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newfs(8) [ultrix man page]

newfs(8)						      System Manager's Manual							  newfs(8)

Name
       newfs - construct a new file system

Syntax
       /etc/newfs [ -N ] [ -n ] [ -v ] [ mkfs-options ] special disk-type

Description
       The command is a front-end to the program.  The program looks up the type of disk a file system is being created on in the disk description
       file calculates the appropriate parameters to use in calling then builds the file system by forking If the file system is a root partition,
       installs the necessary bootstrap program in the initial 16 sectors of the device.

       If there is no disk description for the specified disk type in the file, the program will use the subroutine to derive disk geometry infor-
       mation from the controlling device driver.  This functionality is provided for MSCP and SCSI disks.

Options
       -N	 Runs in no update mode.  In this mode, will not write to

       -n	 Prevents the bootstrap program from being installed.

       -v	 Instructs to print out its actions, including the parameters passed to

       Options which may be used to override default parameters passed to are:

       -s size	 The size of the file system in sectors.

       -b block-size
		 The block size of the file system in bytes.

       -f frag-size
		 The fragment size of the file system in bytes.

       -t #tracks/cylinder
       -c #cylinders/group
		 The number of cylinders per cylinder group in a file system.  The default value used is 16.

       -m free space %
		 The percentage of space reserved from normal users; the minimum free space threshold.	The default value used is 10%.

       -o optimization
		 Specifies whether the file system will optimize for space or for time.

       -r revolutions/minute
		 The speed of the disk in revolutions per minute (normally 3600).

       -S sector-size
		 The size of a sector in bytes (almost never anything but 512).

       -i number of bytes per inode
		 This specifies the density of inodes in the file system.  The default is to create an inode for each 2048 bytes  of  data  space.
		 If fewer inodes are desired, a larger number should be used; to create more inodes a smaller number should be given.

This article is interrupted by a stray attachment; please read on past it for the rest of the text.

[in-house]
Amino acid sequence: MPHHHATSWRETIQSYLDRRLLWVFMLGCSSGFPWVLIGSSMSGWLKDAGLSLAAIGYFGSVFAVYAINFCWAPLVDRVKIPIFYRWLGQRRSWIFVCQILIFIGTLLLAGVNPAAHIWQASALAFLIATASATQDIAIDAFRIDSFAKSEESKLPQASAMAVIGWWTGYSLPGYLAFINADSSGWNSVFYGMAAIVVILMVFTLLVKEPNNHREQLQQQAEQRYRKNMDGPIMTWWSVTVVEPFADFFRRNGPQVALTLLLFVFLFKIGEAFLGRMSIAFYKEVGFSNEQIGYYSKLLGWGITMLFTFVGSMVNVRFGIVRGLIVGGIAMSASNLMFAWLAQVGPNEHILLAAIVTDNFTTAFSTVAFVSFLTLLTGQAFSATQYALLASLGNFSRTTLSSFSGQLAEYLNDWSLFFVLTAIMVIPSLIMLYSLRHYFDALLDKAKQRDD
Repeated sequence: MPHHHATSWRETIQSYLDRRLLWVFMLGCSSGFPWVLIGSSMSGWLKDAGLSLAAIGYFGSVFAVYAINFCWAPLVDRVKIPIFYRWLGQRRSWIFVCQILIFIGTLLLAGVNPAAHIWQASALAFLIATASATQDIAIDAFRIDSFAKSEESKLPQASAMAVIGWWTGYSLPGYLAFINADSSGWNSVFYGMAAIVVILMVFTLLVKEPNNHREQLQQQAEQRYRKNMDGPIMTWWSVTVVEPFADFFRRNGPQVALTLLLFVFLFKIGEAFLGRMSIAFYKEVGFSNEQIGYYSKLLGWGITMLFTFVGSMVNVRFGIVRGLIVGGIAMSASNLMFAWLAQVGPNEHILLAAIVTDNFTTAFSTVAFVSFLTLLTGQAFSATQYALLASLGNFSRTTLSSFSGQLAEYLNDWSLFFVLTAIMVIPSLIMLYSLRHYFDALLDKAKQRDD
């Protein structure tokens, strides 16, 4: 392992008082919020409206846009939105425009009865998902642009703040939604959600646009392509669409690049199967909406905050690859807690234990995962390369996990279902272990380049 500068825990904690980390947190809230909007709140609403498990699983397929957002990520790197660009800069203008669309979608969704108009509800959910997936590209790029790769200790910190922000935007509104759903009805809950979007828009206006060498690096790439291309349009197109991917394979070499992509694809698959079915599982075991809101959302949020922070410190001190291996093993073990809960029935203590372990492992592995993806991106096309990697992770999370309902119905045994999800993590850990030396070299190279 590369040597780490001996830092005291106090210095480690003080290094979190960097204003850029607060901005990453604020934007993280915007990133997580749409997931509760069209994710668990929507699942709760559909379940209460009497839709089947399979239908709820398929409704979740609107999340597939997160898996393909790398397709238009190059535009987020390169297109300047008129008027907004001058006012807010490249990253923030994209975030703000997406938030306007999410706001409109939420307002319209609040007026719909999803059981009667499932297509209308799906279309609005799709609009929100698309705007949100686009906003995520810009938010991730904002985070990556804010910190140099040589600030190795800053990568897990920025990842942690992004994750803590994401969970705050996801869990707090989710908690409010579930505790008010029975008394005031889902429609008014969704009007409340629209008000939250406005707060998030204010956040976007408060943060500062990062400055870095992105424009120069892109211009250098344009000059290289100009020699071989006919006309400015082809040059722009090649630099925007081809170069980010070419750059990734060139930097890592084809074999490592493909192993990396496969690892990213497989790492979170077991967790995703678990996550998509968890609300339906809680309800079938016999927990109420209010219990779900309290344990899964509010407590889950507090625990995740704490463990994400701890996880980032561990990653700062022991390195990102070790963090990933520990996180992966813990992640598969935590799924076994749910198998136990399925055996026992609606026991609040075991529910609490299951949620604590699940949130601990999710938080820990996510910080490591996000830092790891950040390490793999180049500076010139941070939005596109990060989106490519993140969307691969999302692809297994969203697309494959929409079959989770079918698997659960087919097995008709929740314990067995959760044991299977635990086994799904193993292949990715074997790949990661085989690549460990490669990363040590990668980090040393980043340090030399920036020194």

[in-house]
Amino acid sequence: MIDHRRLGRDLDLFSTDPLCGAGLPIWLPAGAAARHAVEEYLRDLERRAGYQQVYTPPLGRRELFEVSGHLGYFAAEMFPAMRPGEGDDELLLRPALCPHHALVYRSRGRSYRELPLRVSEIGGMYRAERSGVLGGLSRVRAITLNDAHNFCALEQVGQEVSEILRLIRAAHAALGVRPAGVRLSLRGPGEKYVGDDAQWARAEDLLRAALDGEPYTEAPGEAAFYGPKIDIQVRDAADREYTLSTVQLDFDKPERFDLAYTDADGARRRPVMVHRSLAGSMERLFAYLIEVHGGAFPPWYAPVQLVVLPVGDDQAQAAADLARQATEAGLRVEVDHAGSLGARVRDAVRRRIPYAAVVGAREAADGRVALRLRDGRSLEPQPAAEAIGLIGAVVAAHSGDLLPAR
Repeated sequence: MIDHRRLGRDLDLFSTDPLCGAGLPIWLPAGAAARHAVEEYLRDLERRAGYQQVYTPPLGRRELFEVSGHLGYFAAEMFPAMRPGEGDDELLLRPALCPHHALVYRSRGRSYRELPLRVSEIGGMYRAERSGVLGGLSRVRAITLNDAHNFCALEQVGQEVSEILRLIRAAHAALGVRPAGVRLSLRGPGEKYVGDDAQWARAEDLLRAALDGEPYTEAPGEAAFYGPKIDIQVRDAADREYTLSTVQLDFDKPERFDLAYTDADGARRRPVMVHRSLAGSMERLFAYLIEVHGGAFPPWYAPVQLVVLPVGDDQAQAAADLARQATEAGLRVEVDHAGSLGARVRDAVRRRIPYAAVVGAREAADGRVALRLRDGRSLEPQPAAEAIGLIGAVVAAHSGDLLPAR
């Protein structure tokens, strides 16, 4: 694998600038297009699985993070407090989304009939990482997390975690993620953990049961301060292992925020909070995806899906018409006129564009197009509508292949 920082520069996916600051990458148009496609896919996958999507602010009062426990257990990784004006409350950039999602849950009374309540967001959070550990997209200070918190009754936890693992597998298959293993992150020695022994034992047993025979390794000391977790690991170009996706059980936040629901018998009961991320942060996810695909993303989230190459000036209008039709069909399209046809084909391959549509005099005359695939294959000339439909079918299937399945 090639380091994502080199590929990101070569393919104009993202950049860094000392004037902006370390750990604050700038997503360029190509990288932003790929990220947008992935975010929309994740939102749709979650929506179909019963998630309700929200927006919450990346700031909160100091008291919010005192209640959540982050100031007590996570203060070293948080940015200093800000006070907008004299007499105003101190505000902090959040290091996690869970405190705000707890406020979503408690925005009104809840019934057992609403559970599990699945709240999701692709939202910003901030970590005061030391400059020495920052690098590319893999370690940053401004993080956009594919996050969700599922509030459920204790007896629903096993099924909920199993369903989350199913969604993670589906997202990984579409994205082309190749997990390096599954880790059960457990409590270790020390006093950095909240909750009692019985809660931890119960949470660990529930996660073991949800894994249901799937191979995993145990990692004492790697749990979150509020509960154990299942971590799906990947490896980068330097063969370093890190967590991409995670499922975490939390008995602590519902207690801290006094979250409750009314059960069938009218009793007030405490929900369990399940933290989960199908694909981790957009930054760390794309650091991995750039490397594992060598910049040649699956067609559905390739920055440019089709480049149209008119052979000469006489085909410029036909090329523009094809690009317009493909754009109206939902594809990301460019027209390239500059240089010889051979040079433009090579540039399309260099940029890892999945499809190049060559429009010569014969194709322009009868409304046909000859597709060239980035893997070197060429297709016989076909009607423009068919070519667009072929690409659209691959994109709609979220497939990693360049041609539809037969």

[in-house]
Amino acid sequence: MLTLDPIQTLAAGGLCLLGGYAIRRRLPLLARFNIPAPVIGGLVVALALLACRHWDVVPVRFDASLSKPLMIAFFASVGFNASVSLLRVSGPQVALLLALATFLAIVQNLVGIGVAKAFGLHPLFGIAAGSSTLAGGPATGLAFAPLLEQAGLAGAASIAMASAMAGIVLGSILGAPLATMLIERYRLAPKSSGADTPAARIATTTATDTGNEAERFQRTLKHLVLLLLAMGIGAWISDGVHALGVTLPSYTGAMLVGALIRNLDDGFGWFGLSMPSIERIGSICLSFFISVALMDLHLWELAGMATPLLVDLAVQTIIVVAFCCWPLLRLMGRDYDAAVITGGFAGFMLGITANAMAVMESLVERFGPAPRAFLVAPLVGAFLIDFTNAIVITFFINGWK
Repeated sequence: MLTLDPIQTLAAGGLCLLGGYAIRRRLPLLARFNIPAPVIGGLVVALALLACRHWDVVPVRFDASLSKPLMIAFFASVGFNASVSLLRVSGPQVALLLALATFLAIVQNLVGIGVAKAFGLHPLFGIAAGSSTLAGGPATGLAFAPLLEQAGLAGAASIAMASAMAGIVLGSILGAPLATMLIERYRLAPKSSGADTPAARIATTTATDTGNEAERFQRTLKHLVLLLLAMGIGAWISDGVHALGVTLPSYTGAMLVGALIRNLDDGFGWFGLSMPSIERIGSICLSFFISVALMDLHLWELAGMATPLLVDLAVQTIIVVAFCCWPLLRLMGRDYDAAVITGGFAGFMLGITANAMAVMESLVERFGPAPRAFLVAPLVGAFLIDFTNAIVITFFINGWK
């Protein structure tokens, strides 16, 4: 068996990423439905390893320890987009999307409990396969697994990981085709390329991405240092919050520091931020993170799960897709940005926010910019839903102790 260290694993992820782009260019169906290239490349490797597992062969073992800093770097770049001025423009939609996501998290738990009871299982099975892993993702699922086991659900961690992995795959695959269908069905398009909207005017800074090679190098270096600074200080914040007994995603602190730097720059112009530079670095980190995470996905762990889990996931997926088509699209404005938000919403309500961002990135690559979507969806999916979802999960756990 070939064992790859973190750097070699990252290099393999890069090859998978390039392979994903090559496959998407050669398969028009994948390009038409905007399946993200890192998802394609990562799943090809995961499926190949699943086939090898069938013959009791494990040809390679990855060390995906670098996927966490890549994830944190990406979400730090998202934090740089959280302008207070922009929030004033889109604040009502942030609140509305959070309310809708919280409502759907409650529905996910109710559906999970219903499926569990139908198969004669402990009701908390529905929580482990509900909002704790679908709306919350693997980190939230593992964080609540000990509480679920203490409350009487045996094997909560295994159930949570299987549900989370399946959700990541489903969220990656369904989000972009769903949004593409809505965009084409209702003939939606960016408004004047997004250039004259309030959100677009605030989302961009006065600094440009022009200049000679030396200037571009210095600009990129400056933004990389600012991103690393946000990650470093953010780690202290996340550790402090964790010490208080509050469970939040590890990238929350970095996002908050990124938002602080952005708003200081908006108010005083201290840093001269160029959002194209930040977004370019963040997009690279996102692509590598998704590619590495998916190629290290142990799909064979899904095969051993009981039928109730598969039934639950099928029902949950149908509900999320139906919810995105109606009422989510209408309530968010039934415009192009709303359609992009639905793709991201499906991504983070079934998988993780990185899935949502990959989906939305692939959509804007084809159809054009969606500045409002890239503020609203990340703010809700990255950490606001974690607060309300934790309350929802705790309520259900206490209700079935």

Files
       For disk geometry and file system partition information

       To actually build the file system

       For boot strapping program

See Also
       disktab(5), fs(5), chpt(8), fsck(8), format(8v), creatediskbyname(3x), mkfs(8), tunefs(8)
       "A Fast File System for UNIX", Supplementary Documents, Volume 3: System Manager

																	  newfs(8)

Check Out this Related Man Page

NEWFS(8)						      System Manager's Manual							  NEWFS(8)

NAME
newfs - construct a new file system SYNOPSIS
/sbin/newfs [ -N ] [ -m free-gap ] [ -n free-modulus ] [ -i bytes ] [ -s size ] [ -T disk-type ] special DESCRIPTION
Newfs is a ``friendly'' front-end to the mkfs(8) program. Newfs(8) will normally read the disklabel from the drive to determine the parti- tion sizes. If the driver for the disk does not support disklabels the -T option must be used to force a search of /etc/disktab for parti- tion information about drive-type. Newfs calculates the appropriate parameters to use in calling mkfs, then builds the file system by forking mkfs. -N causes the mkfs command which would be executed to be printed out without actually creating the file system. The disk specified by spe- cial must be online though so that newfs can read the disklabel. -m allows the specification of the block interleaving of the free list. If not specified or outside the range 1 thru 32 then a value of 2 is used. -n parameter is the freelist modulus (when the -m pattern repeats) and is calculated by newfs to be 1 cylinder in size by default. -i specifies how many bytes per inode to assume when calculating how many inodes to allocate. The default is 4096 bytes per inode. If this results in too few inodes being allocated (there is an absolute maximum of 65500) then decrease the bytes number (which must lie between 512 and 65536). -T must be used if the disk specified by special has not been labeled with the disklabel(8) program. In this case disk-type is used by getdisklabel(3) when searching /etc/disktab. This option is used when the underlying device driver does not support disklabels. Care must be taken that the contents of /etc/disktab match the partition tables in the kernel. -s specifies how many sectors the file system is to contain. There are two sectors per file system block, therefore size should be even. This parameter must be less than or equal to the partition size (as determined from the disklabel or /etc/disktab). An error is printed and no action is taken if the partition size is 0 or too large. NOTE: Mkfs deals in units of filesystem blocks not sectors. Newfs uses sectors. FILES
/etc/disktab disk geometry and partition information mkfs to actually build the file system SEE ALSO
getdisklabel(3), disklabel(8), disktab(5), diskpart(8), fs(5), fsck(8), mkfs(8) BUGS
newfs(8) no longer places boot blocks on the filesystem. That duty has been moved to the disklabel(8) program. If you must place a boot block on a disk whose driver does not support disklabels use dd(1). 4.2 Berkeley Distribution April 12, 1996 NEWFS(8)

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